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Upsampling from 44.1 khz to 88.1 khz conversion problem


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Hi guys,

 

My Dubspot professor told me that in the final mixdown stage it's a good idea to bounce out your audio into a new project and work in 88.2 khz because although the audio will not actually get better, the plugins will have the opportunity to work at a much more complex and more effective state. He said if your computer can handle working in 88.2 you should def do it.

 

Only problem is, when I import my 44.1 khz stems into the 88.2 khz session it converts the audio into double the speed and it sounds like chipmunks. What exactly am I doing wrong here? Couldn't find that answer anywhere on the web!

 

Thanks!!

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You would have to also convert all your audio files to the new sample rate - which IMO is not worth it (converting the sample rates of audio files will introduce distortion), but the best way to tell is to try so you can make up your own mind.

 

In Logic, you can select the audio files in the Bin and choose Audio File > Copy/Convert File(s) to convert their sample rate.

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44.1khz or 44100 hertz is 44100 units being processed per second. If you put this file into a system expecting 88100 units per second, it's going to playback twice as fast, resulting in the 'chipmunk' sound. The task now would be to make it double every sample to fill it in and return it to the original tempo. Try opening your sound in the Sample Editor, go to Factory > Time and Pitch Machine, and then make it half-tempo or 50%; this should fix it, I believe.

 

However... I do question the validity of your professor saying you should work in 88.1 khz for two reasons; one, he works for Dubspot, and two, sample rates over a certain point become null and void to the human ear and I doubt having that many more samples processed in your reverb will improve the sound- at all.

 

Take all of this with a grain of salt; sample rates, bit depth and computer audio confuse me a lot of the time.

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44.1khz or 44100 hertz is 44100 units being processed per second. If you put this file into a system expecting 88100 units per second, it's going to playback twice as fast, resulting in the 'chipmunk' sound. The task now would be to make it double every sample to fill it in and return it to the original tempo. Try opening your sound in the Sample Editor, go to Factory > Time and Pitch Machine, and then make it half-tempo or 50%; this should fix it, I believe.

NOOOOO!!! Do not use the Time and Pitch machine - simply convert the sample rate of the file to match the sample rate of the project.

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NOOOOO!!! Do not use the Time and Pitch machine - simply convert the sample rate of the file to match the sample rate of the project.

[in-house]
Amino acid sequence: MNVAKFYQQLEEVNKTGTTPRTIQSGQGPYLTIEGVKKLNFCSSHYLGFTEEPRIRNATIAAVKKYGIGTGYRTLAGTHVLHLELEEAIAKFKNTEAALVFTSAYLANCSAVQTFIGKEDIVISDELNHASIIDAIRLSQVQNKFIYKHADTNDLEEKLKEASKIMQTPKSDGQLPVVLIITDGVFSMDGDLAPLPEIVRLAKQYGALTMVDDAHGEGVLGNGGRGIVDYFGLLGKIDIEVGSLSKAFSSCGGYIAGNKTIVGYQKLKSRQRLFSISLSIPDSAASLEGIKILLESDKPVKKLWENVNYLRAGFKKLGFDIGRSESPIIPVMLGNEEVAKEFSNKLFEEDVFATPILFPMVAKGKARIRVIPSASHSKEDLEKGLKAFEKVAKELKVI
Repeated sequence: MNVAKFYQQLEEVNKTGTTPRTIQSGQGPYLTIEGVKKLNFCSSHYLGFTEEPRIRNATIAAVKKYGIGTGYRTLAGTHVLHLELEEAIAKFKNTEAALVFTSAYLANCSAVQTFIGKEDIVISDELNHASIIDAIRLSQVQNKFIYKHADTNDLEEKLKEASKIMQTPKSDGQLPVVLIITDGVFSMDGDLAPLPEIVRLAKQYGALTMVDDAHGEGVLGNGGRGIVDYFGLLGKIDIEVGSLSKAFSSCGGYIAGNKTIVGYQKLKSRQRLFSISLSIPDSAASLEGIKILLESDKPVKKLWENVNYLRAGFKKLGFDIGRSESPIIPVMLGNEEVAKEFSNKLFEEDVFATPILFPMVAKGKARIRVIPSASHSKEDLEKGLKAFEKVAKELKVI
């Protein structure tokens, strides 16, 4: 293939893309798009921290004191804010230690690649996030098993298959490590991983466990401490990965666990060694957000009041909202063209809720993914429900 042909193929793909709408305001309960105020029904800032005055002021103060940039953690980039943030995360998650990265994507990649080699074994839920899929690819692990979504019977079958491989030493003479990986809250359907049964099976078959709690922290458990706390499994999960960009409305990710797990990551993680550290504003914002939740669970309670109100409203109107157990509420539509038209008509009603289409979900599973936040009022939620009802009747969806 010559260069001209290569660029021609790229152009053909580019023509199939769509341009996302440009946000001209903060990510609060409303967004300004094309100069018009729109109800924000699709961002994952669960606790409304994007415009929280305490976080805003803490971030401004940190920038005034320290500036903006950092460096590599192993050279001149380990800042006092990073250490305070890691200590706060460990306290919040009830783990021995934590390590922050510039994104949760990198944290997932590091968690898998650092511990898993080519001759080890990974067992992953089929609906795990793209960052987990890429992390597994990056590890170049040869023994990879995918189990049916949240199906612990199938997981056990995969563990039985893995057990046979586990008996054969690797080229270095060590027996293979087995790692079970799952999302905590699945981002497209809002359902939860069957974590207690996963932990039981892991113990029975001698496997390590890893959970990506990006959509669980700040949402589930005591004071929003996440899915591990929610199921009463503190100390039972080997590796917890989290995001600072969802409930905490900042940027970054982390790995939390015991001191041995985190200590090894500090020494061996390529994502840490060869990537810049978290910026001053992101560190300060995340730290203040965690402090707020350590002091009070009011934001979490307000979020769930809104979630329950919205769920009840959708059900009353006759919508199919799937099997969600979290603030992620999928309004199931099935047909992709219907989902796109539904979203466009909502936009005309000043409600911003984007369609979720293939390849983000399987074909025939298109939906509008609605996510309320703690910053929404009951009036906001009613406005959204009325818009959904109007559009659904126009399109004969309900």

/facepalm

 

My mind just completely failed there. Time&Pitch is going to attempt to keep it at the same pitch while changing the tempo... which is definitely not what we want Dx

 

Not to derail the thread, but on the subject of sample rate conversion- in this scenario, would it be duplicating each sample? Or would it be averaging the values in-between each sample and adding that in? Or something else entirely?

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My Dubspot professor told me that in the final mixdown stage it's a good idea to bounce out your audio into a new project and work in 88.2 khz because although the audio will not actually get better, the plugins will have the opportunity to work at a much more complex and more effective state. He said if your computer can handle working in 88.2 you should def do it.

I'm afraid your "professor" is talking through his hat.

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I'm afraid your "professor" is talking through his hat.

 

A hat that he's holding in front of his @$$ as he speaks.

 

I've had mix engineers upsample my tracks and process them at 88.2K, but their reason for doing this goes far beyond your professor's half-hat advice (it has to do with processing audio through outboard gear, where the engineers' high-end converters are going to do D-to-A and A-to-D conversion with half the latency you'd get at 44.1K and better overall fidelity running at higher sample rates).

 

because although the audio will not actually get better, the plugins will have the opportunity to work at a much more complex and more effective state.

 

The idea that "the audio won't actually get better" is the first red flag (there's an old saying regarding digital data: "garbage in, garbage out". Holds true for digital audio, photography, videography, etc.) The second red flag is this notion that plugins will work better at higher sampling rates. Well, maybe they will in certain cases, but if the only thing you're processing through them is upsampled 44.1K in-the-box, what's the point? (Again, garbage in, garbage out). Besides, after you get done with this process, you'll just have to down-sample your final mix. Waste of time and effort.

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  • 2 years later...

Well, i had an occasion where upsampling fixed an issue. Flextime. I had a file that when I slightly sped up the tempo there were audible undesirable artifacts. I upsampled to 88k from 44k, mastered the file and shortened the file time length/increased tempo and all was good. There were no audible audio artifacts, just a good finished product.

Jesse Klapholz Elkins Park, PA

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